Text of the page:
Prior to administration, parenteral drug products should be inspected visually for particulate matter and discolouration whenever solution and container permit.

Intramuscular administration: Tobramycin Injection may be administered by withdrawing the appropriate dose directly from the vial.

Intravenous administration: For intravenous administration, the usual volume of diluent (0.9% Sodium Chloride Intravenous Infusion BP or 5% Dextrose Intravenous Infusion BP) for adult doses is 50-100ml. For children, the volume of diluent should be proportionately less than for adults. The diluted solution should be infused over a period of 20-60 minutes avoiding admixture with any other drug. Tobramycin Injection may be administered slowly by direct intravenous injection or into the tubing of a drip set. When given in this way, serum levels may exceed 12mg/l for a short time (see ‘Contra-indications, Warnings, etc.’).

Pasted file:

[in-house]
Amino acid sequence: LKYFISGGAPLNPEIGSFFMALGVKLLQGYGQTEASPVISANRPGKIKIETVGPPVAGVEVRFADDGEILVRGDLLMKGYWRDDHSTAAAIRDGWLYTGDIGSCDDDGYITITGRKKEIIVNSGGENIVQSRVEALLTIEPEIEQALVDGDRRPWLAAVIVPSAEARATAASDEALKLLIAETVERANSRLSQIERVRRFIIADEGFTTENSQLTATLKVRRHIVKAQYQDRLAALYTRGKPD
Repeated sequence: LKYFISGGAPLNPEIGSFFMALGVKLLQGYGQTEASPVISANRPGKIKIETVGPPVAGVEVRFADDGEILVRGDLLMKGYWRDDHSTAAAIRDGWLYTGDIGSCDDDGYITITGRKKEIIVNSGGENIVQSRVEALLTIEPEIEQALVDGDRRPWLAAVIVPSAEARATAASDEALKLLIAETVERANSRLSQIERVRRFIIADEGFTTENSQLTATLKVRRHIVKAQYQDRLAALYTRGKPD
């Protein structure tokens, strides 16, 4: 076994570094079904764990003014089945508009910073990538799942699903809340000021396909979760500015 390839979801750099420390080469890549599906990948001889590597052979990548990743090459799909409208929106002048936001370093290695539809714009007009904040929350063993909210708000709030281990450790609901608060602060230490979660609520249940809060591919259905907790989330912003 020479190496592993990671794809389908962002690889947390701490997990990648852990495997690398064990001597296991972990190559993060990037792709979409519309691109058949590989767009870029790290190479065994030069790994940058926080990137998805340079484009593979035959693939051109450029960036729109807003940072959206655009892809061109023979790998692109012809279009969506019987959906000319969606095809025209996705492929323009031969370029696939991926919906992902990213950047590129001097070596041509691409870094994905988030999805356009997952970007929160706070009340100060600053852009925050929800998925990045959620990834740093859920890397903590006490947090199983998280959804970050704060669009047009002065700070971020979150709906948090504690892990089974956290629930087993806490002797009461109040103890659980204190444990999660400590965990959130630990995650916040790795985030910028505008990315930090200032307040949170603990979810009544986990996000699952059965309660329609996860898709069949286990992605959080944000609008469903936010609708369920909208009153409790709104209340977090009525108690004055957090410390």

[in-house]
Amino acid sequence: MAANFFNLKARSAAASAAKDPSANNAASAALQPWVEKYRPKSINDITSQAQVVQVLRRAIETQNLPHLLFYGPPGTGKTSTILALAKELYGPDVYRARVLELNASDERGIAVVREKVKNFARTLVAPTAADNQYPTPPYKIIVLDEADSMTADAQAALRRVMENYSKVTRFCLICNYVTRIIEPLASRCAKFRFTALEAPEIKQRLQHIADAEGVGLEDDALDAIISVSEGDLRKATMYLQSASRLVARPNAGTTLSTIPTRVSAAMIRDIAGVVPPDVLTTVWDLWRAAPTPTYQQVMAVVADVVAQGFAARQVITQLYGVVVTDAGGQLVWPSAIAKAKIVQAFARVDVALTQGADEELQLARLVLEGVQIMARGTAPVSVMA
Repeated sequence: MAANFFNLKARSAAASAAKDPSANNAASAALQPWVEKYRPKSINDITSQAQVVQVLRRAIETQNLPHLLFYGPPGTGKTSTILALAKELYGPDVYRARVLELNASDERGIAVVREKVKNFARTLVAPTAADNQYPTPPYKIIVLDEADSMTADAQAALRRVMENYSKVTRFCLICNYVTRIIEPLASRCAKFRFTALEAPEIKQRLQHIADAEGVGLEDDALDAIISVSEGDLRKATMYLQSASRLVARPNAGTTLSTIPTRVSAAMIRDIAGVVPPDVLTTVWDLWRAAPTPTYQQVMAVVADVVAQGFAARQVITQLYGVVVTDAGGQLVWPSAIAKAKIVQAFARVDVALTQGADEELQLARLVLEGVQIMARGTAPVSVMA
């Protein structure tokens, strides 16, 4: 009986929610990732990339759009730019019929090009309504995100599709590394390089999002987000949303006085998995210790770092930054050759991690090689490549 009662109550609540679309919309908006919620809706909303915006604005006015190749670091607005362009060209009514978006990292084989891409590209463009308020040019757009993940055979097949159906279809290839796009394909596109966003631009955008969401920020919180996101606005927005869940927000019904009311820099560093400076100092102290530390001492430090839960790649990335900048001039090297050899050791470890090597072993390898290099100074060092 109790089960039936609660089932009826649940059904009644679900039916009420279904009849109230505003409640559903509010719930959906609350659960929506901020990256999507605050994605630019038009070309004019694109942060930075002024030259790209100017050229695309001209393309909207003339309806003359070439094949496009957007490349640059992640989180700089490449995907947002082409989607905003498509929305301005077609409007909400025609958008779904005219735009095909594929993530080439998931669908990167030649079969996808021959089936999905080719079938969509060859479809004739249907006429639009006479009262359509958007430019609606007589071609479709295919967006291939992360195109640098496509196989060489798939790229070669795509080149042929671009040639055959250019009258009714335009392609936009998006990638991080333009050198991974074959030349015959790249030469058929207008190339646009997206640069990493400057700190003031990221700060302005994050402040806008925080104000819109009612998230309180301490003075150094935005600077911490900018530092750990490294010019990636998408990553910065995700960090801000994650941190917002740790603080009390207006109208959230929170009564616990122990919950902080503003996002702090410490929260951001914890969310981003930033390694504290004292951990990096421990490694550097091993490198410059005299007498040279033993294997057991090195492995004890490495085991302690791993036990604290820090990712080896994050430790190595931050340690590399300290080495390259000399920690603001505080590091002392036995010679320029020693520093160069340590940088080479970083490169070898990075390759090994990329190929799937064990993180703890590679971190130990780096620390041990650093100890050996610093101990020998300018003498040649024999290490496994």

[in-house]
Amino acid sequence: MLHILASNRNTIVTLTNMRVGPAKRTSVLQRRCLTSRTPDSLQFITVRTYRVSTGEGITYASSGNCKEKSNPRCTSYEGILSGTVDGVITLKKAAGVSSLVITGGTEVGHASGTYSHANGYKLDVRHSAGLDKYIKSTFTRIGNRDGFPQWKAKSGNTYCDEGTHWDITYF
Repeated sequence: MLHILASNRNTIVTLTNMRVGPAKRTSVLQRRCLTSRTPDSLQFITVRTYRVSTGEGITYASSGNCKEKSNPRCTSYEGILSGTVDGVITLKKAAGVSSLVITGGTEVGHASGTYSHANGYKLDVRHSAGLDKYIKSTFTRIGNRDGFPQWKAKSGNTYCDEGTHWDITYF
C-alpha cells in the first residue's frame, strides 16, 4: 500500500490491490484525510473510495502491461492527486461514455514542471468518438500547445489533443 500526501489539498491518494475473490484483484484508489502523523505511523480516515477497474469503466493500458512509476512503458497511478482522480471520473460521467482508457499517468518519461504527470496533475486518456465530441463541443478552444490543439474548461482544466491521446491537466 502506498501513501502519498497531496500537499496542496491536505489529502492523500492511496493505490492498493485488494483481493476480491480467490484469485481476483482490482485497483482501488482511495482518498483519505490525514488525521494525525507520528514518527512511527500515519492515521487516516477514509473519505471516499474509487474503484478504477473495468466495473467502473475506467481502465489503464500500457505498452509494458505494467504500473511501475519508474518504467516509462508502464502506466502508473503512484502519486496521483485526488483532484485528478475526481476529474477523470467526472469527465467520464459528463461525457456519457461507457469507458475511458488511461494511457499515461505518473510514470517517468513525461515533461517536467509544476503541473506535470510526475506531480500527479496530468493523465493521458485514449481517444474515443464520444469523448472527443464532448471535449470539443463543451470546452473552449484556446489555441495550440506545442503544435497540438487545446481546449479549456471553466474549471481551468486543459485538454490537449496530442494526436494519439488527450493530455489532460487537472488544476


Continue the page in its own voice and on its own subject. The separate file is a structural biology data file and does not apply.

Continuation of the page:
No special requirements for disposal

Any unused medicinal product or waste material should be disposed of in accordance with local requirements.

7.Manufactured in India by:
Mumbai, India
Unit No. 214.Old Bake House,
Maharashtra chambers of  Commerce Lane,
Fort, Mumbai – 400001
at:Gujarat, INDIA.
Customer Service and Product Inquiries:
1-800-TRY-FIRST (1-800-222-434 & 1-800-222-825)
Monday through Saturday 9:00 a.m. to 7:00 p.m. EST
E-mail: tajgroup@tajpharma.com


Tobromycin Injection USP 20mg/2ml, 80mg/2ml, 1.2g/30mlTaj Pharma

Package leaflet: Information for the user